We asked homeowners to share what they wish they’d known before buying their first home. Hear what they have to say about unexpected costs, managing spending and setting aside money for repairs.
We brought this red chair around Connecticut and asked people, what do you wish you'd known before buying your first home?
Yeah, I think the first couple of times I bought a house, I was surprised at how many ancillary costs there are that drive up the price-- taxes and fees.
I did my research about a year prior. And I learned about interest rates and different options, whether it's FHA or conventional loans, and how to save up, what my credit score is, what your credit score should be if you're looking for a low interest loan. And I found out about different housing programs in the area.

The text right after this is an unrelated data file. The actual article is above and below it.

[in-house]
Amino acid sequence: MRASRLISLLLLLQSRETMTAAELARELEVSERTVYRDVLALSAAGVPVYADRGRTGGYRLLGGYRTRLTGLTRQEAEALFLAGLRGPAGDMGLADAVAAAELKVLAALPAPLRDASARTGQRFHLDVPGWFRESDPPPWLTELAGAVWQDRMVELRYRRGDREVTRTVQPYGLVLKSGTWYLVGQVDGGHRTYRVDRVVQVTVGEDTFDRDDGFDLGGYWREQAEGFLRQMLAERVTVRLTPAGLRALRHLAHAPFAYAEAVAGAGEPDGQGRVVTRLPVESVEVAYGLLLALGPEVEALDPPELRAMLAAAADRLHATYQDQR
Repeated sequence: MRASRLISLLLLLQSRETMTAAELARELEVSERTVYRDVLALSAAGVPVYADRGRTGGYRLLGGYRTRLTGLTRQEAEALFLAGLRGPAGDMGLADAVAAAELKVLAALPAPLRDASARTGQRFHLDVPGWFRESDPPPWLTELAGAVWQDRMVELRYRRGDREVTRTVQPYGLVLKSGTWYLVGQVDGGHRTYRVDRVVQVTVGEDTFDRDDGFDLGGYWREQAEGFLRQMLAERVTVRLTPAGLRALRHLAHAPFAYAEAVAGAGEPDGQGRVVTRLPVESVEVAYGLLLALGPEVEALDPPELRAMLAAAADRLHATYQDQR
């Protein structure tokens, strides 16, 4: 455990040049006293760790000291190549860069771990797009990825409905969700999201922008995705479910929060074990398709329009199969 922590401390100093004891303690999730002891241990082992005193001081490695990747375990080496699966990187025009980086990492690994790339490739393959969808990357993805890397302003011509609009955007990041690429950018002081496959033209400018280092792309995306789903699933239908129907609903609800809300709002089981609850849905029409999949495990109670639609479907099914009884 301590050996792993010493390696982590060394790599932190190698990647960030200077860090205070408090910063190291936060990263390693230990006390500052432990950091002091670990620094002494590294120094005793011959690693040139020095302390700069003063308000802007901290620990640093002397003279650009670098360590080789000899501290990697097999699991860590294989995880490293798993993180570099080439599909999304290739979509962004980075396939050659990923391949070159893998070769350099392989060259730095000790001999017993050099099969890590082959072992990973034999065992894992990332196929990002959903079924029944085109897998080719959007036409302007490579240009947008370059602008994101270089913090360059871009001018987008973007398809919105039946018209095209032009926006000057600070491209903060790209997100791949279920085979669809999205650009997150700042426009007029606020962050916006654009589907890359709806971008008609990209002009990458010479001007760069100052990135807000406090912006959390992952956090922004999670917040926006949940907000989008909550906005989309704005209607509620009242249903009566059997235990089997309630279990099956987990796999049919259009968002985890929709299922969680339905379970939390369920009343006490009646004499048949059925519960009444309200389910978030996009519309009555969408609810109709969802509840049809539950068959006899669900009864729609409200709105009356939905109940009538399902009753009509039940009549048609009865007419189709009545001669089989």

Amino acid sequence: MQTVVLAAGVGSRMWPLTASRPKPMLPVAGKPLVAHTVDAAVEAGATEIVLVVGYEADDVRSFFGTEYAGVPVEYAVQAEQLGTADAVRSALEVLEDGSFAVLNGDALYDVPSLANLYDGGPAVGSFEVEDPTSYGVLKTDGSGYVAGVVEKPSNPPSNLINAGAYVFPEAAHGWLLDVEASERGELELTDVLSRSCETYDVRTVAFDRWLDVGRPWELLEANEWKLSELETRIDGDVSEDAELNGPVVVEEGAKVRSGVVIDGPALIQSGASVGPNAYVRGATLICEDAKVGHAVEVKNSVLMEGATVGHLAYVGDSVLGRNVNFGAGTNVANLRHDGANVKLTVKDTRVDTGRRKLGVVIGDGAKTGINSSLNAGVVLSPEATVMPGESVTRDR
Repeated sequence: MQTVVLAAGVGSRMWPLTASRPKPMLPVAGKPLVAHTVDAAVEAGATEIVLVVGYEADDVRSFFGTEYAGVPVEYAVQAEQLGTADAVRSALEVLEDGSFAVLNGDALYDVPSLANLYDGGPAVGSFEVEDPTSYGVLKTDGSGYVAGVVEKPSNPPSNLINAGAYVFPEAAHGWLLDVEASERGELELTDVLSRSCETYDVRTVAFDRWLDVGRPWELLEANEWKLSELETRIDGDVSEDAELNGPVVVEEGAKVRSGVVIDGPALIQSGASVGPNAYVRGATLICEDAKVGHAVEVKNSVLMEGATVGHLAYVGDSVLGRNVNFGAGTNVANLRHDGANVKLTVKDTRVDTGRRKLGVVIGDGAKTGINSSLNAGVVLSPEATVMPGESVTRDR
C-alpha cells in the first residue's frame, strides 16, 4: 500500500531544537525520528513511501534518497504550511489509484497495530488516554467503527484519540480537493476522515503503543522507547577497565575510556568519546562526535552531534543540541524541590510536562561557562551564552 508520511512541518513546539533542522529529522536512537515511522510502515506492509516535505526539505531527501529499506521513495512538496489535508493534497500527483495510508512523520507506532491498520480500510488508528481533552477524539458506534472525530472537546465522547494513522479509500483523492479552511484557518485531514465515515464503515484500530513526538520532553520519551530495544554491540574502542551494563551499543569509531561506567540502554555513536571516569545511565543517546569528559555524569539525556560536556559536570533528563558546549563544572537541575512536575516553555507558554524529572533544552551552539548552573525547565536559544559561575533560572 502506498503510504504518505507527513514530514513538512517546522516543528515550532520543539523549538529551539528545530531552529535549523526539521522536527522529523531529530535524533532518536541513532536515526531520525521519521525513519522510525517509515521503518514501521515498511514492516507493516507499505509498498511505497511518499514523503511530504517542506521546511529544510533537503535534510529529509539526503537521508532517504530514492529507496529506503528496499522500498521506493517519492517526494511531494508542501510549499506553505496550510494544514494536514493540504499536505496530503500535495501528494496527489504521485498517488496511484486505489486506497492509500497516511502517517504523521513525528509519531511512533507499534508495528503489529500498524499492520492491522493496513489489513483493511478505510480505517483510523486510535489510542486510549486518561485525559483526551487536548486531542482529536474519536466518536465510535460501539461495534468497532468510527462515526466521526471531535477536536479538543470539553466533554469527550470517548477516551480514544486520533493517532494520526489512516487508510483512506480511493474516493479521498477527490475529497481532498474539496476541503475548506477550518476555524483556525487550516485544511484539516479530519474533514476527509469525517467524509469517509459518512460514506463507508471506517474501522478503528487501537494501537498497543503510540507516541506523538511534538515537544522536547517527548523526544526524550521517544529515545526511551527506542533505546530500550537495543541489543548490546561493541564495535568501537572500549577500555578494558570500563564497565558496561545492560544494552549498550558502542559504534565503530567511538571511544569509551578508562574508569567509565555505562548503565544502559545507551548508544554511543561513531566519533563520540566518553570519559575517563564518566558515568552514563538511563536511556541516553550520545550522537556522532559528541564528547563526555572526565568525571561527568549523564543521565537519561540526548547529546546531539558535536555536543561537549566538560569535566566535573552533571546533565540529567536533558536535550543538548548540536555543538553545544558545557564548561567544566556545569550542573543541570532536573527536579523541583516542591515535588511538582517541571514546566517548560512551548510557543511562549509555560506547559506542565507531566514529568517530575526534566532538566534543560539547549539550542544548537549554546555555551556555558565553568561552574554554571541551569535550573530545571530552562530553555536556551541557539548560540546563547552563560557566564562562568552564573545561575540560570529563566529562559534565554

To estimate how much house you can afford, your monthly mortgage payment should be less than 28% of your gross monthly income.
Have a really intense home inspection done, because things can be hidden that a normal inspector would not really dive into. Or have a GC come and check things out.
That’s Great advice!
Budget. Cut your spending with certain things. Eliminate certain things until you go through that process and close and are in your home.
Try to avoid big purchases that might impact your credit (like a new car) while you’re waiting to close on your new home.
I'd tell them they should have a margin of safety on their cash budget, because there's always something you have to repair or replace or fix-- both when you're going out, somebody always wants something fixed, or when you're coming in, there's always something you want to do when you get there.
You should save at least 1-2% of your home’s value per year for upgrades and regular maintenance.
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